The university is a corporation not an academic institution

The issue is more than a football programme out of control. The issue more than college athletics is now a business. They are just two characteristics of the sports-industrial complex that is college athletics. The issue is that the university is no longer a university.  Instead, it is a corporation and not a place for scholarship. Penn State pursued (and pursues) football victories at any cost instead of pursuing truth and wisdom at any cost.  When the university officials protected the football programme, they were not acting to defend a higher philosophical truth. Instead, they sacrificed the university’s highest principles to protect their investment in a coach, his programme, and the corporation’s reputation.   When Heidegger betrayed the German university to National Socialism, he believed he was doing it to save the academy. He thought he was acting in the higher cause of philosophical truth. In America, nihilism has a different accent.  When American academics betrayed the university, they did it for the money.

The university as a research factory

We should not be surprised at these developments.  They represent the deeper nihilism that is devouring the American university.   As Heidegger warned, the university is no longer a place for scholarship. The scholar, who pursues truth, has disappeared only to be replaced with the researcher, who provides a research “product”.  The university is no longer a place for scholarship because it has no intellectual unity. Instead, it is a business to attract and keep researchers. The American university in particular has embraced the idea that research is another product like any other.  As Heidegger wrote in the Question on Technology “The Age of the World Picture” p.125,  without unity, the university is no longer produces scholars but researchers.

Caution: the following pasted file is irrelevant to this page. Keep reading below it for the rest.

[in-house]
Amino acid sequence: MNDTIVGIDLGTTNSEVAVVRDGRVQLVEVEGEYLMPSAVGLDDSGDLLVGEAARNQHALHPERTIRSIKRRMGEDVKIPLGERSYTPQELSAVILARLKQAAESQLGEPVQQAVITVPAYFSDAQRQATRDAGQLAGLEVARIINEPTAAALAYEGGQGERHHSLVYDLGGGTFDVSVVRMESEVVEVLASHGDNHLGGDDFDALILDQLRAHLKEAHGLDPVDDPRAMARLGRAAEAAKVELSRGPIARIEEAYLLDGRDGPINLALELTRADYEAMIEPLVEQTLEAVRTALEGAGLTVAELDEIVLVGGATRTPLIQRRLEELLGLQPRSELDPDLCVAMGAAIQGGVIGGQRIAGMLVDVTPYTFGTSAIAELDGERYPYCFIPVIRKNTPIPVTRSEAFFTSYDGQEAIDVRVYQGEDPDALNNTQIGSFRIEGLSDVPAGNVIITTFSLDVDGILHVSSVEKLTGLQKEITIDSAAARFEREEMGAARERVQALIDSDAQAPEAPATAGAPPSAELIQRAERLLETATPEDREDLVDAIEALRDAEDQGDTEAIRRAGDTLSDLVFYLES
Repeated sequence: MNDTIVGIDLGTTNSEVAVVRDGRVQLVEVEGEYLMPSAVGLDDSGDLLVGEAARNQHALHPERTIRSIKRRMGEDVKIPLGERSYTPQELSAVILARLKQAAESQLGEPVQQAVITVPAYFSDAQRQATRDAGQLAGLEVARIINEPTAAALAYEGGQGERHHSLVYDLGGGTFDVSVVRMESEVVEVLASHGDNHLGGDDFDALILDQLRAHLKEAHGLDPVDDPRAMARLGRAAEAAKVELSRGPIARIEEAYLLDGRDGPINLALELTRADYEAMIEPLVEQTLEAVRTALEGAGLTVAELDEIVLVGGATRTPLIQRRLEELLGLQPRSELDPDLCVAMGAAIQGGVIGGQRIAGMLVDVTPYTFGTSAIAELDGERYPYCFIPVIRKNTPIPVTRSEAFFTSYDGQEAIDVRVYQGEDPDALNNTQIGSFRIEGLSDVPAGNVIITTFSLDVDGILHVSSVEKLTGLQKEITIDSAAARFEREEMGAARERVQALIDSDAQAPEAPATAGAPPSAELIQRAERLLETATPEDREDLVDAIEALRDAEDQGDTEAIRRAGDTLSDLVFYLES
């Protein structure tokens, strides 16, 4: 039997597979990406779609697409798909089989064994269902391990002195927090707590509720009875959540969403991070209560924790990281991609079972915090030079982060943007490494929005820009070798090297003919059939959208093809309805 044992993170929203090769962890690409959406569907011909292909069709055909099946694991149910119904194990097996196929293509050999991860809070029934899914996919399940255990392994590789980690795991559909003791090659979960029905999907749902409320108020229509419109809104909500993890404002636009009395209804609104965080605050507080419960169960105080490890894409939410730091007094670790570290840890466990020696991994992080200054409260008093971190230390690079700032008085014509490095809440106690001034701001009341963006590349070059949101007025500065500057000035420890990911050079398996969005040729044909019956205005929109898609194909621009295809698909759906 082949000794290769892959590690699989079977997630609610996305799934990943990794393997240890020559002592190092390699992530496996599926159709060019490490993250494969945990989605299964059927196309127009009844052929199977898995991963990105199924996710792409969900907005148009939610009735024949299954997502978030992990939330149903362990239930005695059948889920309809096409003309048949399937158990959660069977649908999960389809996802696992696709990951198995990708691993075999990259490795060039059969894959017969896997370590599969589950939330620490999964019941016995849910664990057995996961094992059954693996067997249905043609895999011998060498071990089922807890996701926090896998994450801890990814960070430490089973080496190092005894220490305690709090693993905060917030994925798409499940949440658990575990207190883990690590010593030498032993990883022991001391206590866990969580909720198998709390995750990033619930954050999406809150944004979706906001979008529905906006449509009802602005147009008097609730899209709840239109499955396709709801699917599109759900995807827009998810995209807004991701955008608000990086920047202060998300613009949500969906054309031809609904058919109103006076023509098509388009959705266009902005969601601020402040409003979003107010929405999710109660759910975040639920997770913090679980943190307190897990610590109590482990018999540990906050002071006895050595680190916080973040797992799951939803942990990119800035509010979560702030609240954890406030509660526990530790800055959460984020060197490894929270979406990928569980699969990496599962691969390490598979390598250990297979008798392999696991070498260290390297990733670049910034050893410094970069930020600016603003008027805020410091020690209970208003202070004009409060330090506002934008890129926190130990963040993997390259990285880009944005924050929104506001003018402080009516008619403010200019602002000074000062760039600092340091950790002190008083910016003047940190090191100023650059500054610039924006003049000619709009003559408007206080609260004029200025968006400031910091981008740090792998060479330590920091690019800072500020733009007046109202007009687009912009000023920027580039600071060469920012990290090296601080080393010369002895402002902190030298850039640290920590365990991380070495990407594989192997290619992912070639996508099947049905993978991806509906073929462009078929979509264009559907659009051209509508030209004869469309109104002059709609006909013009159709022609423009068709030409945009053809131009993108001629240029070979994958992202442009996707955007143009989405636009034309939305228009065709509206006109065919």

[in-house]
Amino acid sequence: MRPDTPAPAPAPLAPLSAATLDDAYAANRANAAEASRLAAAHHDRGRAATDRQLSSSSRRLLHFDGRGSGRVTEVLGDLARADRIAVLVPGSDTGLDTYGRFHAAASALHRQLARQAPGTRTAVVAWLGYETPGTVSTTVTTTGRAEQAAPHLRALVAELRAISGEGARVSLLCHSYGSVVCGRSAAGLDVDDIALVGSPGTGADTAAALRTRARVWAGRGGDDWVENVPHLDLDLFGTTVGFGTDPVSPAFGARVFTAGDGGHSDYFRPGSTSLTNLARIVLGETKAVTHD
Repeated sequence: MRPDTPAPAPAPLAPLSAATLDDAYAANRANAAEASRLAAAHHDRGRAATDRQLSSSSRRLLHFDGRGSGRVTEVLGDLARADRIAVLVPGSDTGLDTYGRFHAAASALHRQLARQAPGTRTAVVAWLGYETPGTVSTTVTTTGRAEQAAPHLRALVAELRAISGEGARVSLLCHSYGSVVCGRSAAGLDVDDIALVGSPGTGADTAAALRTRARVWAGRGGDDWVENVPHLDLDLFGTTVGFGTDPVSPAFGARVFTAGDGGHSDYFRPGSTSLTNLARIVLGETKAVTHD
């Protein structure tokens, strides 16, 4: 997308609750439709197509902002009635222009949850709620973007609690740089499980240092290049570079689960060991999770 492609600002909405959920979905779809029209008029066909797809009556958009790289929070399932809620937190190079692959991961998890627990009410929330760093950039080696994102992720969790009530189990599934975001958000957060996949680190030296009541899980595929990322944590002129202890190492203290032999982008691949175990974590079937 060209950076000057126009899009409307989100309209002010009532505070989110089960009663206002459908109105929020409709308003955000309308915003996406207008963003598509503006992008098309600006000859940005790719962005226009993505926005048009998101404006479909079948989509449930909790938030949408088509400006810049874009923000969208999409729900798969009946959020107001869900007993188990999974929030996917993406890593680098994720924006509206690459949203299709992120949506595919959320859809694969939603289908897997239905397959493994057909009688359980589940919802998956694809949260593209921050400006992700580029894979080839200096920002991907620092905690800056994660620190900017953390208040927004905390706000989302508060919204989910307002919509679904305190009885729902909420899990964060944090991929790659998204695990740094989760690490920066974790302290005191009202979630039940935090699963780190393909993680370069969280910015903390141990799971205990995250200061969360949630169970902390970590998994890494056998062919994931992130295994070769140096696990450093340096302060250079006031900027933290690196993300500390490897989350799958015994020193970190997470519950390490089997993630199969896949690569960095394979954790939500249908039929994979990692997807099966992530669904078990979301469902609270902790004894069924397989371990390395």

“Hence the decisive development of the modern character of science as ongoing activity also forms men of a different stamp. The scholar disappears. He is succeeded by the research man who is engaged in research projects. These, rather than the cultivating of erudition, lend to his work its atmosphere of incisiveness. The research man no longer needs a library at home. Moreover, he is constantly on the move. He negotiates at meetings and collects information at congresses. He contracts for commissions with publishers. The latter now determine along with him which books must be written (Appendix 3).